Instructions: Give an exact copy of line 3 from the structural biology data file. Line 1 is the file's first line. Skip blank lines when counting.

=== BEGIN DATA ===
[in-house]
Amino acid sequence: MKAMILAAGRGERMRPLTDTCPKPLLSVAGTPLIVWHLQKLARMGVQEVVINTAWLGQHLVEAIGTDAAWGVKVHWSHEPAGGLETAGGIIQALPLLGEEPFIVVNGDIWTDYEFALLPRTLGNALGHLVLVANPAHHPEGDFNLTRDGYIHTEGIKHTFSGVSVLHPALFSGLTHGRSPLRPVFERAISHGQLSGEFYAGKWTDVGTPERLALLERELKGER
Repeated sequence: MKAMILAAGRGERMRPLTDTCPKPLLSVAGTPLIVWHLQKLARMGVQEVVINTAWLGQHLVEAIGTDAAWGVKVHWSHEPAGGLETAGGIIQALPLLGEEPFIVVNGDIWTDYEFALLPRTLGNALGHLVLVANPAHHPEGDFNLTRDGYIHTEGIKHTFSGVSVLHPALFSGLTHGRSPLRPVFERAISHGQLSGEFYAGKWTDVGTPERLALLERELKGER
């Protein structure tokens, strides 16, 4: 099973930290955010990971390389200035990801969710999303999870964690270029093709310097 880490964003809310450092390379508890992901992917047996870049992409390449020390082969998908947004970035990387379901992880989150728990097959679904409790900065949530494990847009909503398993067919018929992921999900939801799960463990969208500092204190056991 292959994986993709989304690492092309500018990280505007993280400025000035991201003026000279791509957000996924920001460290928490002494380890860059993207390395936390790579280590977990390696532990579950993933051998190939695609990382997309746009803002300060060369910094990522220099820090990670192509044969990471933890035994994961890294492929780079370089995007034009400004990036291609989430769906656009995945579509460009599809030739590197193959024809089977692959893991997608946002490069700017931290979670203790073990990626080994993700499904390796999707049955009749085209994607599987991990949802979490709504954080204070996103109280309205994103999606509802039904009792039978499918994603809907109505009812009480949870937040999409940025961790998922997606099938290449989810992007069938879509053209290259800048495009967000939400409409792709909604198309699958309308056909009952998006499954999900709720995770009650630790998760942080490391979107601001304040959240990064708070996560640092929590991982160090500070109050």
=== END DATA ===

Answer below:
Repeated sequence: MKAMILAAGRGERMRPLTDTCPKPLLSVAGTPLIVWHLQKLARMGVQEVVINTAWLGQHLVEAIGTDAAWGVKVHWSHEPAGGLETAGGIIQALPLLGEEPFIVVNGDIWTDYEFALLPRTLGNALGHLVLVANPAHHPEGDFNLTRDGYIHTEGIKHTFSGVSVLHPALFSGLTHGRSPLRPVFERAISHGQLSGEFYAGKWTDVGTPERLALLERELKGER